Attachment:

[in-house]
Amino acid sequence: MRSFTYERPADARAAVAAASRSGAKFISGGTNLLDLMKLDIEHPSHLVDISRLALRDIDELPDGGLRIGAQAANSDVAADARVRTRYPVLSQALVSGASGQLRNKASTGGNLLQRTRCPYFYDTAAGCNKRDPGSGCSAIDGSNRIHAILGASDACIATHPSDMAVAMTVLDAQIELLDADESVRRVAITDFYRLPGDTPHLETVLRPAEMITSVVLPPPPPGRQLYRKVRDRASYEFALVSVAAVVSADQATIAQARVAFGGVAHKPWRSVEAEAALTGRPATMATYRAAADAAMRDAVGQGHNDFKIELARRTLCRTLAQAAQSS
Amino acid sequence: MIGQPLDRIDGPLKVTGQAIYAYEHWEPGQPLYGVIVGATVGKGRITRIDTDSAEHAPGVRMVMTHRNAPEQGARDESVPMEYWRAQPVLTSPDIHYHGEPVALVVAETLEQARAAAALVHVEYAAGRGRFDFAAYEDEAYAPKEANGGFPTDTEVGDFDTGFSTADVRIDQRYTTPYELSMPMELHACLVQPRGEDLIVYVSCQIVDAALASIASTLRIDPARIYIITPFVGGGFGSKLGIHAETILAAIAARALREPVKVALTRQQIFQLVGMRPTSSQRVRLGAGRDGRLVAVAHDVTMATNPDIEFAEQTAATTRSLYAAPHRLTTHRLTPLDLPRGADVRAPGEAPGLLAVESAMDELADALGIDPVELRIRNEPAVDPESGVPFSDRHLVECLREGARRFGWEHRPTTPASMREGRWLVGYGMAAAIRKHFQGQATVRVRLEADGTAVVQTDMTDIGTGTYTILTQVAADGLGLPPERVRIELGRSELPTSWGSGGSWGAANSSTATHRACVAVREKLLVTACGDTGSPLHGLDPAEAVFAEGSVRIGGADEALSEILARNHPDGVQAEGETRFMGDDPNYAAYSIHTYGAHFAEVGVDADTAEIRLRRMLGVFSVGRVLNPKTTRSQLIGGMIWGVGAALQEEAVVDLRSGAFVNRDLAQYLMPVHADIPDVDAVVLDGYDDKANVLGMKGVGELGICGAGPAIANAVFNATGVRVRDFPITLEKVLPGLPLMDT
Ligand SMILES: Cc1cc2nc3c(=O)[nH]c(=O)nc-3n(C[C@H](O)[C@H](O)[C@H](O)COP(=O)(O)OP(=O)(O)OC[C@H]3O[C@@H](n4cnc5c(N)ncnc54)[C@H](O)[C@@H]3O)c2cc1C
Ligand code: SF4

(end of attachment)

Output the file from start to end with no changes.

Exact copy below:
[in-house]
Amino acid sequence: MRSFTYERPADARAAVAAASRSGAKFISGGTNLLDLMKLDIEHPSHLVDISRLALRDIDELPDGGLRIGAQAANSDVAADARVRTRYPVLSQALVSGASGQLRNKASTGGNLLQRTRCPYFYDTAAGCNKRDPGSGCSAIDGSNRIHAILGASDACIATHPSDMAVAMTVLDAQIELLDADESVRRVAITDFYRLPGDTPHLETVLRPAEMITSVVLPPPPPGRQLYRKVRDRASYEFALVSVAAVVSADQATIAQARVAFGGVAHKPWRSVEAEAALTGRPATMATYRAAADAAMRDAVGQGHNDFKIELARRTLCRTLAQAAQSS
Amino acid sequence: MIGQPLDRIDGPLKVTGQAIYAYEHWEPGQPLYGVIVGATVGKGRITRIDTDSAEHAPGVRMVMTHRNAPEQGARDESVPMEYWRAQPVLTSPDIHYHGEPVALVVAETLEQARAAAALVHVEYAAGRGRFDFAAYEDEAYAPKEANGGFPTDTEVGDFDTGFSTADVRIDQRYTTPYELSMPMELHACLVQPRGEDLIVYVSCQIVDAALASIASTLRIDPARIYIITPFVGGGFGSKLGIHAETILAAIAARALREPVKVALTRQQIFQLVGMRPTSSQRVRLGAGRDGRLVAVAHDVTMATNPDIEFAEQTAATTRSLYAAPHRLTTHRLTPLDLPRGADVRAPGEAPGLLAVESAMDELADALGIDPVELRIRNEPAVDPESGVPFSDRHLVECLREGARRFGWEHRPTTPASMREGRWLVGYGMAAAIRKHFQGQATVRVRLEADGTAVVQTDMTDIGTGTYTILTQVAADGLGLPPERVRIELGRSELPTSWGSGGSWGAANSSTATHRACVAVREKLLVTACGDTGSPLHGLDPAEAVFAEGSVRIGGADEALSEILARNHPDGVQAEGETRFMGDDPNYAAYSIHTYGAHFAEVGVDADTAEIRLRRMLGVFSVGRVLNPKTTRSQLIGGMIWGVGAALQEEAVVDLRSGAFVNRDLAQYLMPVHADIPDVDAVVLDGYDDKANVLGMKGVGELGICGAGPAIANAVFNATGVRVRDFPITLEKVLPGLPLMDT
Ligand SMILES: Cc1cc2nc3c(=O)[nH]c(=O)nc-3n(C[C@H](O)[C@H](O)[C@H](O)COP(=O)(O)OP(=O)(O)OC[C@H]3O[C@@H](n4cnc5c(N)ncnc54)[C@H](O)[C@@H]3O)c2cc1C
Ligand code: SF4